As used herein, an element or step recited in the singular and preceded with the word “a” or “an” should be understood as not excluding plural the elements or steps, unless such exclusion is explicitly recited. Furthermore, references to “one embodiment” of the present invention are not intended to be interpreted as excluding the existence of additional embodiments that also incorporate the recited features.
Also as used herein, the phrase “reconstructing an image” is not intended to exclude embodiments of the present invention in which data representing an image is generated but a viewable image is not. Therefore, as used herein the term “image” broadly refers to both viewable images and data representing a viewable image. However, many embodiments generate (or are configured to generate) at least one viewable image.
Rotation of gantry 12 and the operation of X-ray source 14 are governed by a control mechanism 26 of PET-CT system 10. Control mechanism 26 includes an X-ray controller 28 that provides power and timing signals to X-ray source 14 and a gantry motor controller 30 that controls the rotational speed and position of gantry 12. A data acquisition system (DAS) 32 in control mechanism 26 samples analog data from detector elements 20 and converts the data to digital signals for subsequent processing. An image reconstructor 34 receives sampled and digitized X-ray data from DAS 32 and performs high-speed image reconstruction. The reconstructed image is applied as an input to a computer 36 which stores the image in a storage device 38.
Computer 36 also receives commands and scanning parameters from an operator via console 40 that has a keyboard. An associated cathode ray tube display 42 allows the operator to observe the reconstructed image and other data from computer 36. The operator supplied commands and parameters are used by computer 36 to provide control signals and information to DAS 32, X-ray controller 28 and gantry motor controller 30. In addition, computer 36 operates a table motor controller 44 which controls a motorized table 46 to position patient 22 in gantry 12. Particularly, table 46 moves portions of patient 22 through gantry opening 48.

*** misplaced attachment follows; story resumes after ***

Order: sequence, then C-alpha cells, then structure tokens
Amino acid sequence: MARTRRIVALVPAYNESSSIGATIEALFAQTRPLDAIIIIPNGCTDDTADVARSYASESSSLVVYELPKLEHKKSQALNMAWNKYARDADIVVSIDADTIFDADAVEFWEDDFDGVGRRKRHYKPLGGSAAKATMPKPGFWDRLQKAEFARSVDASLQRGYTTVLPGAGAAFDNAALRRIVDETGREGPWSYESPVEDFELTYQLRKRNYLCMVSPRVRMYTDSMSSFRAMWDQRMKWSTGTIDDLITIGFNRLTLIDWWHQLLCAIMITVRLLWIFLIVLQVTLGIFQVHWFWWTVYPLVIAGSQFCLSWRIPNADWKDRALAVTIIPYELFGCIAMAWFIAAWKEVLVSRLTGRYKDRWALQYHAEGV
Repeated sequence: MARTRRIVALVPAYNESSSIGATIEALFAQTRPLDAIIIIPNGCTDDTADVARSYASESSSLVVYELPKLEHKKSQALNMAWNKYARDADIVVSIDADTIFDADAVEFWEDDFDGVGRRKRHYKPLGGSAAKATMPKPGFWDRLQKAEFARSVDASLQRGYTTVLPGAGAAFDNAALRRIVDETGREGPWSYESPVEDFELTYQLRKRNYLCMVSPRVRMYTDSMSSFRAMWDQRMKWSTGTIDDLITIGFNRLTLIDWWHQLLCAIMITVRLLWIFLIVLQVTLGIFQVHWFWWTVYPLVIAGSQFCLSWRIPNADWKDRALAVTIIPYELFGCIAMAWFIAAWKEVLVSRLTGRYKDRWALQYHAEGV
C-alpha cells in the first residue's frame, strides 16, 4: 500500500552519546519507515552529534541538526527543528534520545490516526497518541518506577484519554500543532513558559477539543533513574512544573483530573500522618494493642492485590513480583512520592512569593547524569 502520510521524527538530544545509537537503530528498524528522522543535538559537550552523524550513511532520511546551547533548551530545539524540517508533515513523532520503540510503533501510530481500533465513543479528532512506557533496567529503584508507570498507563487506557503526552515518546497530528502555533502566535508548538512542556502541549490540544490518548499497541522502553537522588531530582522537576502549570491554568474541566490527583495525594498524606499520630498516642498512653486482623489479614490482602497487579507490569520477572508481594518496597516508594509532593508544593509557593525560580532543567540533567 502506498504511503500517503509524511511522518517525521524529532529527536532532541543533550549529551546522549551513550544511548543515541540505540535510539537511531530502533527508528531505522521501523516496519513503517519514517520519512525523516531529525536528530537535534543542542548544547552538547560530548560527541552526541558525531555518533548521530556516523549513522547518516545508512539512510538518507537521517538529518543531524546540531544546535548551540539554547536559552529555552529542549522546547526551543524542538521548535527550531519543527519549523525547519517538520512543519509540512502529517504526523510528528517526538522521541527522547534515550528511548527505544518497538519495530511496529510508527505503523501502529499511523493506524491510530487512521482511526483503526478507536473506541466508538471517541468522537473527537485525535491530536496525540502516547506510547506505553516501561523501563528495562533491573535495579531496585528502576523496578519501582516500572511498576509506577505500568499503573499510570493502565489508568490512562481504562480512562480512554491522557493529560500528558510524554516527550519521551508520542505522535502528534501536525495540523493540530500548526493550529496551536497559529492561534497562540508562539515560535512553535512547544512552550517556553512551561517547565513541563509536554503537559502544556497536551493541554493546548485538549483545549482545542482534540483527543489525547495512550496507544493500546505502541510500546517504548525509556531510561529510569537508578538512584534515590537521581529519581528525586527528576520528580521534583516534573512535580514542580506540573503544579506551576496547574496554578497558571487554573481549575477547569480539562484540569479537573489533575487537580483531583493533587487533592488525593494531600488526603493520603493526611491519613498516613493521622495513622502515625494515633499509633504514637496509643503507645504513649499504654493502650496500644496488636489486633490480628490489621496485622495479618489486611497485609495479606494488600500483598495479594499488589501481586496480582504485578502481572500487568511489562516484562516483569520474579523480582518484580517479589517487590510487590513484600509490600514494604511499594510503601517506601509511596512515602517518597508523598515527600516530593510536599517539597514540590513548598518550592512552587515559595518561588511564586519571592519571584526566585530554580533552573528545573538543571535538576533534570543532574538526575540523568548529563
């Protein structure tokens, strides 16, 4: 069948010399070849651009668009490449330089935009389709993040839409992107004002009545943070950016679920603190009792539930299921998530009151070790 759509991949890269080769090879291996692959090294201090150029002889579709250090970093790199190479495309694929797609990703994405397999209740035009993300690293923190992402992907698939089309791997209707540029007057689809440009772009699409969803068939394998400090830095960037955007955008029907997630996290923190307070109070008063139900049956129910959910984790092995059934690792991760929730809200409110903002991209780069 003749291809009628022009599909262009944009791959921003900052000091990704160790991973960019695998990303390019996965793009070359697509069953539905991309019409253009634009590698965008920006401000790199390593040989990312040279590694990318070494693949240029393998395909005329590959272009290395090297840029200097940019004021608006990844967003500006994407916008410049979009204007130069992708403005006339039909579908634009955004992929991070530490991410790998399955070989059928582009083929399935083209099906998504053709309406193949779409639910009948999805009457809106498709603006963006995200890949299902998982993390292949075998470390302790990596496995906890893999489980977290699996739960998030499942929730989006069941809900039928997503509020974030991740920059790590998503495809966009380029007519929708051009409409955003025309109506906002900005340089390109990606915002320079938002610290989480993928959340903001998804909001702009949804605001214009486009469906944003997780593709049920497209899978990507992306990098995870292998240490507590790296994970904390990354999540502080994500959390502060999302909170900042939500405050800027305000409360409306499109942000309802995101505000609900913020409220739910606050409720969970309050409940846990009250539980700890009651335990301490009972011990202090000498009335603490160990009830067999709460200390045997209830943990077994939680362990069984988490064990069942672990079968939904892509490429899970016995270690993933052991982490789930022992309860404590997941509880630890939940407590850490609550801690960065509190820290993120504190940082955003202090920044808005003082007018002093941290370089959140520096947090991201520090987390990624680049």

In one embodiment, computer 36 includes a device 50, for example, a floppy disk drive or CD-ROM drive, for reading instructions and/or data from a computer-readable medium 52, such as a floppy disk or CD-ROM. In another embodiment, computer 36 executes instructions stored in firmware (not shown). Computer 36 is programmed to perform functions described herein, and as used herein, the term computer is not limited to just those integrated circuits referred to in the art as computers, but broadly refers to computers, processors, microcontrollers, microcomputers, programmable logic controllers, application specific integrated circuits, and other programmable circuits, and these terms are used interchangeably herein. PET-CT system 10 also includes a plurality of PET detectors. The PET detectors and detector array 18 both detect radiation and are both referred to herein as radiation detectors. In one embodiment, PET-CT system 10 is a Discovery LS PET-CT system commercially available from General Electric Medical Systems, Waukesha Wis., and configured as herein described, including the ability to acquire the attenuation information from both the CT and the rotating rod source(s) incorporated into the PET gantry, as described previously. In another embodiment, system 10 performs at least one of a CT and PET imaging, but not both. In an alternative embodiment, imaging system 10 is an imaging modality other than CT and PET.
Although the specific embodiment mentioned above refers to a third generation CT system and a PET imaging system, the methods described herein equally apply to fourth generation CT systems (stationary detector—rotating X-ray source), fifth generation CT systems (stationary detector and X-ray source) or other PET-only or nuclear systems wherein a rod-source attenuation measurement system is incorporated.